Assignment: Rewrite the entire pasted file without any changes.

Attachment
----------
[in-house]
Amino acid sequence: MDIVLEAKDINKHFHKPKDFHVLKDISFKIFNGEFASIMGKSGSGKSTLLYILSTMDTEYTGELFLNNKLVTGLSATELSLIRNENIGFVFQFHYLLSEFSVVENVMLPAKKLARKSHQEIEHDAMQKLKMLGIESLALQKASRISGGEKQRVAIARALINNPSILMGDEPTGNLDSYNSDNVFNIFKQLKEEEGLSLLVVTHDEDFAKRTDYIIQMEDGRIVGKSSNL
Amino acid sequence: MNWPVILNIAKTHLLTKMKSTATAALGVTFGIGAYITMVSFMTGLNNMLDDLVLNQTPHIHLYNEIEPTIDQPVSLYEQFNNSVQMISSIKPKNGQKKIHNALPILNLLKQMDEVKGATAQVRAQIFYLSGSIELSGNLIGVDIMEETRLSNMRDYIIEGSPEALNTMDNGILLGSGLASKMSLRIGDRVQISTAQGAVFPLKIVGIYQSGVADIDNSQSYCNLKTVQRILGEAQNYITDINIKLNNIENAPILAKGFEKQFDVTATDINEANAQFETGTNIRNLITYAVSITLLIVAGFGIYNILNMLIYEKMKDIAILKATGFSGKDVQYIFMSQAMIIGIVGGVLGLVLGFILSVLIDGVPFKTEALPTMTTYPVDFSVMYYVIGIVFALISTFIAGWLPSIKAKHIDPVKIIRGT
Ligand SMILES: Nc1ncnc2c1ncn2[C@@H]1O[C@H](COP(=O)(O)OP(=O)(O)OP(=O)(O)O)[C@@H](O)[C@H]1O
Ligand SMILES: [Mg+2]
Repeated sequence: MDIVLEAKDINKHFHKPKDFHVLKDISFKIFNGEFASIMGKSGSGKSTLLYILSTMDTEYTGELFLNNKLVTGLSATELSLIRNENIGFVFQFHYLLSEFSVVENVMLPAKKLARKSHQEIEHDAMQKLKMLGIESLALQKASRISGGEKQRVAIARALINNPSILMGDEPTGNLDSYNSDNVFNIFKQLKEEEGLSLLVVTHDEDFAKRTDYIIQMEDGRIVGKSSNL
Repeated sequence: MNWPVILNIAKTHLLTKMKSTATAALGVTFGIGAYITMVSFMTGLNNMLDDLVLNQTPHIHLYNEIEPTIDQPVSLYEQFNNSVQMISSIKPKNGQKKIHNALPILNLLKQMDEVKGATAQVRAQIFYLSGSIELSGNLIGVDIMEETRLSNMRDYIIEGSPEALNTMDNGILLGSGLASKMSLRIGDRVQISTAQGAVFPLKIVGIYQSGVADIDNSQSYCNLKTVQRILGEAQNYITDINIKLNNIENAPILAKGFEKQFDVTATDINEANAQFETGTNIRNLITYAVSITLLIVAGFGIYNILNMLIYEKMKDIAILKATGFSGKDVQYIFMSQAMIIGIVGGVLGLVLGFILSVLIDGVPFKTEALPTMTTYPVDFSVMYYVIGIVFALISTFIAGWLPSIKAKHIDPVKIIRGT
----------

[in-house]
Amino acid sequence: MDIVLEAKDINKHFHKPKDFHVLKDISFKIFNGEFASIMGKSGSGKSTLLYILSTMDTEYTGELFLNNKLVTGLSATELSLIRNENIGFVFQFHYLLSEFSVVENVMLPAKKLARKSHQEIEHDAMQKLKMLGIESLALQKASRISGGEKQRVAIARALINNPSILMGDEPTGNLDSYNSDNVFNIFKQLKEEEGLSLLVVTHDEDFAKRTDYIIQMEDGRIVGKSSNL
Amino acid sequence: MNWPVILNIAKTHLLTKMKSTATAALGVTFGIGAYITMVSFMTGLNNMLDDLVLNQTPHIHLYNEIEPTIDQPVSLYEQFNNSVQMISSIKPKNGQKKIHNALPILNLLKQMDEVKGATAQVRAQIFYLSGSIELSGNLIGVDIMEETRLSNMRDYIIEGSPEALNTMDNGILLGSGLASKMSLRIGDRVQISTAQGAVFPLKIVGIYQSGVADIDNSQSYCNLKTVQRILGEAQNYITDINIKLNNIENAPILAKGFEKQFDVTATDINEANAQFETGTNIRNLITYAVSITLLIVAGFGIYNILNMLIYEKMKDIAILKATGFSGKDVQYIFMSQAMIIGIVGGVLGLVLGFILSVLIDGVPFKTEALPTMTTYPVDFSVMYYVIGIVFALISTFIAGWLPSIKAKHIDPVKIIRGT
Ligand SMILES: Nc1ncnc2c1ncn2[C@@H]1O[C@H](COP(=O)(O)OP(=O)(O)OP(=O)(O)O)[C@@H](O)[C@H]1O
Ligand SMILES: [Mg+2]
Repeated sequence: MDIVLEAKDINKHFHKPKDFHVLKDISFKIFNGEFASIMGKSGSGKSTLLYILSTMDTEYTGELFLNNKLVTGLSATELSLIRNENIGFVFQFHYLLSEFSVVENVMLPAKKLARKSHQEIEHDAMQKLKMLGIESLALQKASRISGGEKQRVAIARALINNPSILMGDEPTGNLDSYNSDNVFNIFKQLKEEEGLSLLVVTHDEDFAKRTDYIIQMEDGRIVGKSSNL
Repeated sequence: MNWPVILNIAKTHLLTKMKSTATAALGVTFGIGAYITMVSFMTGLNNMLDDLVLNQTPHIHLYNEIEPTIDQPVSLYEQFNNSVQMISSIKPKNGQKKIHNALPILNLLKQMDEVKGATAQVRAQIFYLSGSIELSGNLIGVDIMEETRLSNMRDYIIEGSPEALNTMDNGILLGSGLASKMSLRIGDRVQISTAQGAVFPLKIVGIYQSGVADIDNSQSYCNLKTVQRILGEAQNYITDINIKLNNIENAPILAKGFEKQFDVTATDINEANAQFETGTNIRNLITYAVSITLLIVAGFGIYNILNMLIYEKMKDIAILKATGFSGKDVQYIFMSQAMIIGIVGGVLGLVLGFILSVLIDGVPFKTEALPTMTTYPVDFSVMYYVIGIVFALISTFIAGWLPSIKAKHIDPVKIIRGT